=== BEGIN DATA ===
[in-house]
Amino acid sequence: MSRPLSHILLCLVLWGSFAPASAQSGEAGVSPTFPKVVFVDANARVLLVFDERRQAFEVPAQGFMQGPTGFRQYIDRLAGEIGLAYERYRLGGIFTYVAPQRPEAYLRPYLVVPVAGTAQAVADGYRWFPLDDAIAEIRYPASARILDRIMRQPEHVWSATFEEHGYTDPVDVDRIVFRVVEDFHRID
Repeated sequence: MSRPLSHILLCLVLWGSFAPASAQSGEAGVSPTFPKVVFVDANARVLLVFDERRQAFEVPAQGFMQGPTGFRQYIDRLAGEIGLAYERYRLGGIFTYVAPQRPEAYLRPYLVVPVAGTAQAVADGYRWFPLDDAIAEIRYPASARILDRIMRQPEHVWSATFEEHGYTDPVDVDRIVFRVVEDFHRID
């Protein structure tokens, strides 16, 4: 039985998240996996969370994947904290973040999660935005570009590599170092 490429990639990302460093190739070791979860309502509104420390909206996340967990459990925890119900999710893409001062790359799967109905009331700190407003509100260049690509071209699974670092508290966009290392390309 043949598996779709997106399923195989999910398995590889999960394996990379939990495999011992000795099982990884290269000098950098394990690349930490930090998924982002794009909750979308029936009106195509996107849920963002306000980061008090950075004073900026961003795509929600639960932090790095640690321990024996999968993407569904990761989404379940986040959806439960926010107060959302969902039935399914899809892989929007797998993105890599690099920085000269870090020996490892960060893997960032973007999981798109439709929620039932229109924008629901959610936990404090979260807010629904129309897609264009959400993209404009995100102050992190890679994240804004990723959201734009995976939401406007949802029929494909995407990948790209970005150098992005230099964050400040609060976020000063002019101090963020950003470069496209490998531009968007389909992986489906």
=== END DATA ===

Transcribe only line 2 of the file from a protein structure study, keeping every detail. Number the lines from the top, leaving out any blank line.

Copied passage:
Amino acid sequence: MSRPLSHILLCLVLWGSFAPASAQSGEAGVSPTFPKVVFVDANARVLLVFDERRQAFEVPAQGFMQGPTGFRQYIDRLAGEIGLAYERYRLGGIFTYVAPQRPEAYLRPYLVVPVAGTAQAVADGYRWFPLDDAIAEIRYPASARILDRIMRQPEHVWSATFEEHGYTDPVDVDRIVFRVVEDFHRID